California’s electricity system is failing.
Earlier this month, in order to prevent wildfires, some 2 million people had their power cut by the state’s biggest utility provider, PG&E. It was the biggest deliberate blackout in history.
That record is likely to be broken this week, as the utility contemplates blackouts that could affect up to 3 million people.
Meanwhile, it turns out the Kincade Fire, which currently has 180,000 people evacuating Sonoma County and is only 5 percent contained, may have been started by one of PG&E’s transmission lines. That’s one of the lines it didn’t preemptively shut down, in part thanks to intense pressure from Gov. Gavin Newsom to minimize blackouts.
This, it seems, is what many California electricity customers can expect from now on: blackouts or fires. That is failure.
The first post in this series dug into the causes of that failure, which have been gathering for years now: climate change has made the forests hotter and dryer; forest mismanagement has left them tightly packed and flammable; land-use mismanagement has put more Californians in high-risk areas; decades of delayed and underfunded maintenance has left PG&E’s 100,000 miles of overhead power lines in a sorry state; and to top things off, PG&E is a felon, burdened with almost $30 billion in debt, thanks to the fires it previously started, and in bankruptcy.
It is an omnishambles.
The second post considered three key ways to, if not “solve,” at least ameliorate the conditions making California’s electricity system so vulnerable to wildfires: grid hardening and fire safety; land-use reform, including changes in zoning and building codes; and, of course, repairing and restructuring PG&E, which is very complicated.
This post is about a way to make California’s electricity system cleaner, more reliable, and more resilient. It is, I believe, the only way to truly vouchsafe the promise of safe, reliable electricity in a warming century.
In a nutshell, it is accelerating the evolution from a centralized, top-down, long-distance, one-way energy system to a more decentralized, bottom-up, local, networked system. In the energy world, this is summed up as a more distributed energy system. It puts more power, both electrical and political, in local hands.
Though it is still in early days, and only hints of what’s to come are yet visible, the evolution to a more distributed system is inevitable. It can be done inefficiently and inequitably, or the state can make sure it’s done expeditiously and fairly, but it is going to happen one way or another.
We’re going to look at the benefits distributed energy produces and the reasons it is inevitable, but let’s begin with a simpler question: What is it?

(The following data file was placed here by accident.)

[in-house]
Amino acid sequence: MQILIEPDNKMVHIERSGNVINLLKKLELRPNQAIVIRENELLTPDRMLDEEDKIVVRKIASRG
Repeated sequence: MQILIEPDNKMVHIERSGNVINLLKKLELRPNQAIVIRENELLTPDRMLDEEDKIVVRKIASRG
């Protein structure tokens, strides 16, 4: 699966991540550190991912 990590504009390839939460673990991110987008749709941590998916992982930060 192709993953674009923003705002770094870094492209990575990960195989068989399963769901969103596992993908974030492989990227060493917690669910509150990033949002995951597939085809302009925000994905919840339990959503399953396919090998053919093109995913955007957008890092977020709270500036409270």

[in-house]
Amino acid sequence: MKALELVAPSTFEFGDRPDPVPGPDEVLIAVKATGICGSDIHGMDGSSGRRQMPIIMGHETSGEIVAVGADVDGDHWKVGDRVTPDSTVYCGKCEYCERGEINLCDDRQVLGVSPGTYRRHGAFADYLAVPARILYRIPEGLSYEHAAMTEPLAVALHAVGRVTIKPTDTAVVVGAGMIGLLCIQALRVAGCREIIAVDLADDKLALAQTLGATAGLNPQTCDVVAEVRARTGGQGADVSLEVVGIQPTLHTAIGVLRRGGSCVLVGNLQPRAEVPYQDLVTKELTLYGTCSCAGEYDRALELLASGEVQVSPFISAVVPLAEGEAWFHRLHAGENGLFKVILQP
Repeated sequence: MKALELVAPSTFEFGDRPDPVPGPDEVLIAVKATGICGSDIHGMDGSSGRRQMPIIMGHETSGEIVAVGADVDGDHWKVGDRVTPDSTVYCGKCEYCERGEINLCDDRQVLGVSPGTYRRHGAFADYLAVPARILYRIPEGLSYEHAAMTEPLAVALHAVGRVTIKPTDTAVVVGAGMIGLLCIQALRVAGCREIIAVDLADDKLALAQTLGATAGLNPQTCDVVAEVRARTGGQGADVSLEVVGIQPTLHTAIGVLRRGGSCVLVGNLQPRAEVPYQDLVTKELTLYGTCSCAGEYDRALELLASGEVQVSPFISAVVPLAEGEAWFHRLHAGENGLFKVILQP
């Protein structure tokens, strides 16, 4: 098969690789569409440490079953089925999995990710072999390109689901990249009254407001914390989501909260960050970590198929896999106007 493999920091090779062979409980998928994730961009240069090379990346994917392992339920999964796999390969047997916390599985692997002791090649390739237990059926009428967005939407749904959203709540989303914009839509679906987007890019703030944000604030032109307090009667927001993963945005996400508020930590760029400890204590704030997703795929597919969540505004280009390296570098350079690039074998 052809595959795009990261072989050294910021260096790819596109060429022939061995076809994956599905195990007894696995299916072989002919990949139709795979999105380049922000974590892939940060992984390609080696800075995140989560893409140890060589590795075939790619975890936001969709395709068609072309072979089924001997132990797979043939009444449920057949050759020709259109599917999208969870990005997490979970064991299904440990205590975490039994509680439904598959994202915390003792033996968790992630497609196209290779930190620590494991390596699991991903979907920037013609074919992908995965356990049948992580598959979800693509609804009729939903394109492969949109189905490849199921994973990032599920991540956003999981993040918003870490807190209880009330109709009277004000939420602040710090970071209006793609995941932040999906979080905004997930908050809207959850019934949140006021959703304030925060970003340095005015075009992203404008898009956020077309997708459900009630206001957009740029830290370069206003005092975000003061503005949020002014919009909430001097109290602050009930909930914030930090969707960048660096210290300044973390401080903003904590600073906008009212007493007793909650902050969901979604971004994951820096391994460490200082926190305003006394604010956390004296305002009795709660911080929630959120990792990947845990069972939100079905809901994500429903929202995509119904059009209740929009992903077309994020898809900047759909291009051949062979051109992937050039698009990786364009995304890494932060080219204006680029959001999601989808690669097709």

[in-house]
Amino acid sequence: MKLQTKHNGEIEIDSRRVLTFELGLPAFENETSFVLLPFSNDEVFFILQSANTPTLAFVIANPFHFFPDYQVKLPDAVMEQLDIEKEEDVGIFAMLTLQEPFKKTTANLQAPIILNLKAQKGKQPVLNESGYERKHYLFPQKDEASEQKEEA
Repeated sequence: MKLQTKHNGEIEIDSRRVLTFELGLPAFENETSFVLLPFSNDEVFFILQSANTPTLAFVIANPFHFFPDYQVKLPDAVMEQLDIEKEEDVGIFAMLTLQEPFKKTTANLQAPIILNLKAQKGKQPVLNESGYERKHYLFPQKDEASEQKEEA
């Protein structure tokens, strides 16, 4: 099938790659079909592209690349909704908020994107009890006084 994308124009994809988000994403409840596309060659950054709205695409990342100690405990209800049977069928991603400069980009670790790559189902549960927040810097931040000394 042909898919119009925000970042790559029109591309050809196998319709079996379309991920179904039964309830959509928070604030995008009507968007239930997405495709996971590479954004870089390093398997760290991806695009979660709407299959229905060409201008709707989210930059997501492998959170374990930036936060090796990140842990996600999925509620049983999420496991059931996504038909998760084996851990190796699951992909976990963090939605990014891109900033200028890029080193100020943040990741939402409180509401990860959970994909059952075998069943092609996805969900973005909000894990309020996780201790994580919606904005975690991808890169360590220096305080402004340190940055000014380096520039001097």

What is “distributed energy”?
Since it first started growing in earnest in the early 20th century, the grid has worked according to the same basic model. Power is generated at large power plants and fed into high-voltage transmission lines, which can carry it over long distances. At various points along the way, power is dumped from the transmission system into local distribution areas (LDAs) via substations, where transformers lower the voltage. Local distribution grids then carry the electricity to customers.
Distributed energy is different from the conventional model in that its origin lies within an LDA. That’s where it is generated, stored, and managed; no transmission lines are involved.
At the edge of a local distribution grid, the utility hands power off to customers through a meter, which tracks consumption. (Meters are mostly analog, but these days digital “smart meters” are becoming more common.) Once power is “behind the meter,” it is in the customer’s hands. The utility has no visibility into or control over it.
Some distributed energy is located in front of the meter, within the distribution grid itself. Think, for instance, of a community solar park or a small local wind farm. We will return to front-of-the-meter distributed energy later.
But for now, when most people talk about distributed energy, they are referring to the kind located behind the meter, like solar panels on roofs and batteries in garages.
The power from the panels is stored by the batteries or used by the customer directly. Utilities are not involved. They only have access to aggregate consumption data from meters. If a customer’s solar panels generate so much power that it turns their aggregate consumption negative — they produce more power than they consume — utilities will, at least in California, buy that power from the customer, a policy known as “net metering.”